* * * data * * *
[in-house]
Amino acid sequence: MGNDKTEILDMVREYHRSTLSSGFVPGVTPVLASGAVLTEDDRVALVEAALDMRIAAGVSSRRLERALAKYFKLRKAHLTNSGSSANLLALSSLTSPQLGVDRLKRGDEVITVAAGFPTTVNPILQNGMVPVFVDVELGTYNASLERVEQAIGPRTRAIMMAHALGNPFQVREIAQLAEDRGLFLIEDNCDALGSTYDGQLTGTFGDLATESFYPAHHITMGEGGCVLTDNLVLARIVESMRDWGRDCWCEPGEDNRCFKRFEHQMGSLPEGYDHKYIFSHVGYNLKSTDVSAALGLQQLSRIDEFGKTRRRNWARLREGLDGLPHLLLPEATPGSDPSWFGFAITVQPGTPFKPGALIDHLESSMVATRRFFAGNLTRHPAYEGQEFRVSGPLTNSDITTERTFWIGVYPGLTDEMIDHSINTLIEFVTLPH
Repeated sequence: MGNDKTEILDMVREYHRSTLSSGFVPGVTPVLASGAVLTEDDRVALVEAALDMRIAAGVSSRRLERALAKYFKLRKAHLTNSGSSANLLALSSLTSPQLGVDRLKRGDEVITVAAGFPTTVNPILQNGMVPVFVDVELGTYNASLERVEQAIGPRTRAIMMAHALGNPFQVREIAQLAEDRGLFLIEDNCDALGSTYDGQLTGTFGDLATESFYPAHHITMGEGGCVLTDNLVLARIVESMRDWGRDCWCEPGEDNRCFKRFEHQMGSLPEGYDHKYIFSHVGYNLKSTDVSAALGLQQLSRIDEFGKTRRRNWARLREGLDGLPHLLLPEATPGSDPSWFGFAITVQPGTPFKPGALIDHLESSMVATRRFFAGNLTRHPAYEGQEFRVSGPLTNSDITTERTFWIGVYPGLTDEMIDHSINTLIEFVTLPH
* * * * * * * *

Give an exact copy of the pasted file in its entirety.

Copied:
[in-house]
Amino acid sequence: MGNDKTEILDMVREYHRSTLSSGFVPGVTPVLASGAVLTEDDRVALVEAALDMRIAAGVSSRRLERALAKYFKLRKAHLTNSGSSANLLALSSLTSPQLGVDRLKRGDEVITVAAGFPTTVNPILQNGMVPVFVDVELGTYNASLERVEQAIGPRTRAIMMAHALGNPFQVREIAQLAEDRGLFLIEDNCDALGSTYDGQLTGTFGDLATESFYPAHHITMGEGGCVLTDNLVLARIVESMRDWGRDCWCEPGEDNRCFKRFEHQMGSLPEGYDHKYIFSHVGYNLKSTDVSAALGLQQLSRIDEFGKTRRRNWARLREGLDGLPHLLLPEATPGSDPSWFGFAITVQPGTPFKPGALIDHLESSMVATRRFFAGNLTRHPAYEGQEFRVSGPLTNSDITTERTFWIGVYPGLTDEMIDHSINTLIEFVTLPH
Repeated sequence: MGNDKTEILDMVREYHRSTLSSGFVPGVTPVLASGAVLTEDDRVALVEAALDMRIAAGVSSRRLERALAKYFKLRKAHLTNSGSSANLLALSSLTSPQLGVDRLKRGDEVITVAAGFPTTVNPILQNGMVPVFVDVELGTYNASLERVEQAIGPRTRAIMMAHALGNPFQVREIAQLAEDRGLFLIEDNCDALGSTYDGQLTGTFGDLATESFYPAHHITMGEGGCVLTDNLVLARIVESMRDWGRDCWCEPGEDNRCFKRFEHQMGSLPEGYDHKYIFSHVGYNLKSTDVSAALGLQQLSRIDEFGKTRRRNWARLREGLDGLPHLLLPEATPGSDPSWFGFAITVQPGTPFKPGALIDHLESSMVATRRFFAGNLTRHPAYEGQEFRVSGPLTNSDITTERTFWIGVYPGLTDEMIDHSINTLIEFVTLPH